Cost–benefit Analysis, Planning and Innovation
- Transport Economics, Management and Policy series
Edited by Hugo Priemus, Bent Flyvbjerg and Bert van Wee
Chapter 11: Innovations in the Planning of Mega-Projects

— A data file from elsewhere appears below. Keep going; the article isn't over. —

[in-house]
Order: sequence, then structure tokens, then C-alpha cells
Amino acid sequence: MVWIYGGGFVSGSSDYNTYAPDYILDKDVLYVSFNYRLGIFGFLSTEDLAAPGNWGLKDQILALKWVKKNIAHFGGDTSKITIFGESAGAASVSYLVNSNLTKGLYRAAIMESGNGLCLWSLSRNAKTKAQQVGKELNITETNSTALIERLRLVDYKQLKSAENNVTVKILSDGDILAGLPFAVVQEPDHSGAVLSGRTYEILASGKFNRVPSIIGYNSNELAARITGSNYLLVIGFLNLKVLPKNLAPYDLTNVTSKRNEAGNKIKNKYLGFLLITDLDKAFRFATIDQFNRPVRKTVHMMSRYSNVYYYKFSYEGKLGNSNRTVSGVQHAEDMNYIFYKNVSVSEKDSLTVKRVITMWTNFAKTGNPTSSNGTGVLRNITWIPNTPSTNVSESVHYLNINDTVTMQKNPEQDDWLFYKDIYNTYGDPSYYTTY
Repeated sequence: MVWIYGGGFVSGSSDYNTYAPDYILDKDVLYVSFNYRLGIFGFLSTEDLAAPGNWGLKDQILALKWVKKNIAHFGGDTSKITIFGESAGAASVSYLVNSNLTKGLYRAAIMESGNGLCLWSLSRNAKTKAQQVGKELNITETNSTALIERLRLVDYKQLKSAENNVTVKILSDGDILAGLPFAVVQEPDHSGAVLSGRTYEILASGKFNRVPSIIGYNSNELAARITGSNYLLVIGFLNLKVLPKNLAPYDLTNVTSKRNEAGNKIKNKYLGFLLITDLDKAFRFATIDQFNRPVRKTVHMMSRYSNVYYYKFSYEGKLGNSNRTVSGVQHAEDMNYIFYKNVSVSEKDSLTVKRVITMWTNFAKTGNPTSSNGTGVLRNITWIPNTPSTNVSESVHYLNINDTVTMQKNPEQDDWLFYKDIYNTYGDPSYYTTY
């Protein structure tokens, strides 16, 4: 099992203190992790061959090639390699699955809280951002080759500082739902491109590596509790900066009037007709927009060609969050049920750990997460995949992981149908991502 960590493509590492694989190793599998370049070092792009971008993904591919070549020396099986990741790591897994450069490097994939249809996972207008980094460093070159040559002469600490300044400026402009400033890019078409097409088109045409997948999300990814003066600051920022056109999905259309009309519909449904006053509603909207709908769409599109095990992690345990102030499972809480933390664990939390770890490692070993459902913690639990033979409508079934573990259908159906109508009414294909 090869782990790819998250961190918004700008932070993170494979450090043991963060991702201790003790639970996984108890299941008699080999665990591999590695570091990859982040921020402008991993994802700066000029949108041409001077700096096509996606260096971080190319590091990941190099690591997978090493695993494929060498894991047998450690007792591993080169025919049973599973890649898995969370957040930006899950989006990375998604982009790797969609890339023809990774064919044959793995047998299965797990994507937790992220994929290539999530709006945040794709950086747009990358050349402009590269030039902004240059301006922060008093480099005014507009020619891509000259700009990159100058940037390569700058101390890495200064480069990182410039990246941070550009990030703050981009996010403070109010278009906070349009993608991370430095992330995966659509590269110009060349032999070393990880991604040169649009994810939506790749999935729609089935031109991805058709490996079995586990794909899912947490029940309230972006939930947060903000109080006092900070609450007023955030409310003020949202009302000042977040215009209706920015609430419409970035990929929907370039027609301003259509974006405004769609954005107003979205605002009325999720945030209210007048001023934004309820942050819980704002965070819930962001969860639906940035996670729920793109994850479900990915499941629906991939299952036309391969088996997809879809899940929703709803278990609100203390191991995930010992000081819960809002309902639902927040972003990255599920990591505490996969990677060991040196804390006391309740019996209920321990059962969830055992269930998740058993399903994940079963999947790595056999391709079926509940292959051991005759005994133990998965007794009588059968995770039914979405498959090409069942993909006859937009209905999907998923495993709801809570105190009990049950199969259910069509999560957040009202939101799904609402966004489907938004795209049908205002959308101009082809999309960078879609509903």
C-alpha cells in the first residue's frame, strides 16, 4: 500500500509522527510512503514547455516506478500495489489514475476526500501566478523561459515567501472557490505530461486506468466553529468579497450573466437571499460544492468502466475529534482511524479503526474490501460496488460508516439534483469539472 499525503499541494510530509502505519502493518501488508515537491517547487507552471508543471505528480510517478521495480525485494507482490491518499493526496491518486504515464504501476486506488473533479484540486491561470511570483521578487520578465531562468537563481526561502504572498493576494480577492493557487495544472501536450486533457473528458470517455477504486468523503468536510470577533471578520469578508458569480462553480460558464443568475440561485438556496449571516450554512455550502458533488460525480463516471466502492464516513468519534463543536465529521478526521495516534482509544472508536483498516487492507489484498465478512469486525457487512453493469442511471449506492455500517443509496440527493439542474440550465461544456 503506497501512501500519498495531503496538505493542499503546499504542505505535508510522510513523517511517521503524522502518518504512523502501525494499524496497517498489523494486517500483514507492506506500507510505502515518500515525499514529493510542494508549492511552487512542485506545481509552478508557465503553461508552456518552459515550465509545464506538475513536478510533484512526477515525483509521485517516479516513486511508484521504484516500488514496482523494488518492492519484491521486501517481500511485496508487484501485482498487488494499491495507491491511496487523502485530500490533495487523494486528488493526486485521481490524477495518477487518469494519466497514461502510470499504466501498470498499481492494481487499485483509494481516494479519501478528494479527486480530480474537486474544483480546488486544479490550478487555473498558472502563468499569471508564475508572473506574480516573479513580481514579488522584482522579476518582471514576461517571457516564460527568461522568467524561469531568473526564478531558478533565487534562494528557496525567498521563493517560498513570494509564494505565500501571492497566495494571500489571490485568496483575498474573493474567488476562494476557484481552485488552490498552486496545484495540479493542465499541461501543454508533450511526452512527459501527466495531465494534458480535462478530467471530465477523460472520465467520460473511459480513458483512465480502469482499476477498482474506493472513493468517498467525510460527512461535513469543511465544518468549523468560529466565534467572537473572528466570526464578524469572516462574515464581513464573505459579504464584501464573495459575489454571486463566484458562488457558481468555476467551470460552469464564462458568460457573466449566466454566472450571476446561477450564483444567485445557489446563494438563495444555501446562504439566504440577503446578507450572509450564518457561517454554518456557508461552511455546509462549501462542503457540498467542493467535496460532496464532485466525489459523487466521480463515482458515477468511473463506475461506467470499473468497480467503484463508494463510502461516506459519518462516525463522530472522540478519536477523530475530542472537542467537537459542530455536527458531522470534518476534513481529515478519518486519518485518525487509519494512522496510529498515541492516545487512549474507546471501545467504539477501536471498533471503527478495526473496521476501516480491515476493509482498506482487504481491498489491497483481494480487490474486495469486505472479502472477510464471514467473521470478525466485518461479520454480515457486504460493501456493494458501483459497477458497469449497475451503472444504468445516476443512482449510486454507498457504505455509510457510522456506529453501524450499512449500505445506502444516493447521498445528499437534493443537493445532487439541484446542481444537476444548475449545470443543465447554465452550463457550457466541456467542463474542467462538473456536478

11. Innovations in the planning of mega-projects Werner Rothengatter 11.1 SOME LESSONS LEARNED FROM GOOD AND BAD EXPERIENCES The ﬁrst big railway projects (Stockton–Darlington in the UK, 1825 and Nürnberg–Fürth, 1835, in Germany) were purely business-oriented undertakings. In the second half of the nineteenth century the state came in, not only to solve the problems with bankruptcy of some major players in the railway business, but in the ﬁrst instance to coordinate the manifold railway initiatives associated with heterogeneous infrastructure and rolling stock as well as the diﬀerent types of organisation. Friedrich List (1841) was the protagonist of spatial development policy through railway infrastructures, and his vision was to improve accessibility of the German regions so radically through an eﬃcient railway network that Germany would catch up with the UK economy, which at that time was far ahead because of the Commonwealth. It is obvious that the various spatial impacts stemming from a megaproject in the sense of Friedrich List cannot be captured by the project company. This justiﬁes the state coming in and forming a public–private partnership. Other reasons for the state’s participation are high risk, reduction of external eﬀects or social balance (e.g. for regional development). As soon as the state comes in, however, the race is opened for all kinds of rentseeking activities. Naturally, the private investors are interested in using state bodies and politicians as promoters for the project, and they will try to hedge their risk...
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